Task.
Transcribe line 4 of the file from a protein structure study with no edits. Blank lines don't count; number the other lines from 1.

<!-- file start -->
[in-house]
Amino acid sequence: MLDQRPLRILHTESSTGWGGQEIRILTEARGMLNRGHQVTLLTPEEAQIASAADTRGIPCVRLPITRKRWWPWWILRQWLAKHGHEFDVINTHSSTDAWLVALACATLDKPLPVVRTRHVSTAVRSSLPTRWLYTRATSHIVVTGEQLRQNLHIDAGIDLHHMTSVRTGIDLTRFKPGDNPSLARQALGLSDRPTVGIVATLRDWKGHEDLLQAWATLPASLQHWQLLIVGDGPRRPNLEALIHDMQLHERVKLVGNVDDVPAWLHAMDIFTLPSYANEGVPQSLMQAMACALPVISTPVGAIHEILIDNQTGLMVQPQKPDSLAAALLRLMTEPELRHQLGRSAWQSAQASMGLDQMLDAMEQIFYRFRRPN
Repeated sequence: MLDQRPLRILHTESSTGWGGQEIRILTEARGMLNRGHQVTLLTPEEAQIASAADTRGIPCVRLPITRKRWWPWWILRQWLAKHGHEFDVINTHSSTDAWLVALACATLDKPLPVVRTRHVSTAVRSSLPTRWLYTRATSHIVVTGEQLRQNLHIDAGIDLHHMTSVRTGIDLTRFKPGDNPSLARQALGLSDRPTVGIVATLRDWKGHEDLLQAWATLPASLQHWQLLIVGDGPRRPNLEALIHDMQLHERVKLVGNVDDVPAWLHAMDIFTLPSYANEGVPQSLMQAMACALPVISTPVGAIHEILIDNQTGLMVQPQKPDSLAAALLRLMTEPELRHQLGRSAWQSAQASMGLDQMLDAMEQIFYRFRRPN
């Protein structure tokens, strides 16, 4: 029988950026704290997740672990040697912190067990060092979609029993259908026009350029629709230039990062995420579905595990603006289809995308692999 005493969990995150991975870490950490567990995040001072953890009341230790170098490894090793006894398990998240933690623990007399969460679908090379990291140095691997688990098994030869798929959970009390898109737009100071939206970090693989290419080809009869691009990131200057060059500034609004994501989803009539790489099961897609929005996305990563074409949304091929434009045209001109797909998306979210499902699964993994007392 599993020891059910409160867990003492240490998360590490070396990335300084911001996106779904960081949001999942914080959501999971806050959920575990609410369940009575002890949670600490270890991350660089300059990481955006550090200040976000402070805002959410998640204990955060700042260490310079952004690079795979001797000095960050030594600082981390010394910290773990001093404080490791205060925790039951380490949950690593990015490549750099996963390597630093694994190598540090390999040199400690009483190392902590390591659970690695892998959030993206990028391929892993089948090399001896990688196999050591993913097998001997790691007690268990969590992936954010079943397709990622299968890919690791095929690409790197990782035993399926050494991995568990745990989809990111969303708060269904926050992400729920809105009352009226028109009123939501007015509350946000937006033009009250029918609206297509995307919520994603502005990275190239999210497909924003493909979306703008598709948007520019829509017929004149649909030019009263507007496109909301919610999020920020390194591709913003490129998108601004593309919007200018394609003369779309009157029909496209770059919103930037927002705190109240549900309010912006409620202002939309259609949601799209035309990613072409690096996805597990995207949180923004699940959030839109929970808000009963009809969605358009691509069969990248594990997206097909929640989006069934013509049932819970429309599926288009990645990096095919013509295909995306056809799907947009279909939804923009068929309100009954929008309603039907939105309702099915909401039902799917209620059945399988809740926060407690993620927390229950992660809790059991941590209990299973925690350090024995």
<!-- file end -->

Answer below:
């Protein structure tokens, strides 16, 4: 029988950026704290997740672990040697912190067990060092979609029993259908026009350029629709230039990062995420579905595990603006289809995308692999 005493969990995150991975870490950490567990995040001072953890009341230790170098490894090793006894398990998240933690623990007399969460679908090379990291140095691997688990098994030869798929959970009390898109737009100071939206970090693989290419080809009869691009990131200057060059500034609004994501989803009539790489099961897609929005996305990563074409949304091929434009045209001109797909998306979210499902699964993994007392 599993020891059910409160867990003492240490998360590490070396990335300084911001996106779904960081949001999942914080959501999971806050959920575990609410369940009575002890949670600490270890991350660089300059990481955006550090200040976000402070805002959410998640204990955060700042260490310079952004690079795979001797000095960050030594600082981390010394910290773990001093404080490791205060925790039951380490949950690593990015490549750099996963390597630093694994190598540090390999040199400690009483190392902590390591659970690695892998959030993206990028391929892993089948090399001896990688196999050591993913097998001997790691007690268990969590992936954010079943397709990622299968890919690791095929690409790197990782035993399926050494991995568990745990989809990111969303708060269904926050992400729920809105009352009226028109009123939501007015509350946000937006033009009250029918609206297509995307919520994603502005990275190239999210497909924003493909979306703008598709948007520019829509017929004149649909030019009263507007496109909301919610999020920020390194591709913003490129998108601004593309919007200018394609003369779309009157029909496209770059919103930037927002705190109240549900309010912006409620202002939309259609949601799209035309990613072409690096996805597990995207949180923004699940959030839109929970808000009963009809969605358009691509069969990248594990997206097909929640989006069934013509049932819970429309599926288009990645990096095919013509295909995306056809799907947009279909939804923009068929309100009954929008309603039907939105309702099915909401039902799917209620059945399988809740926060407690993620927390229950992660809790059991941590209990299973925690350090024995």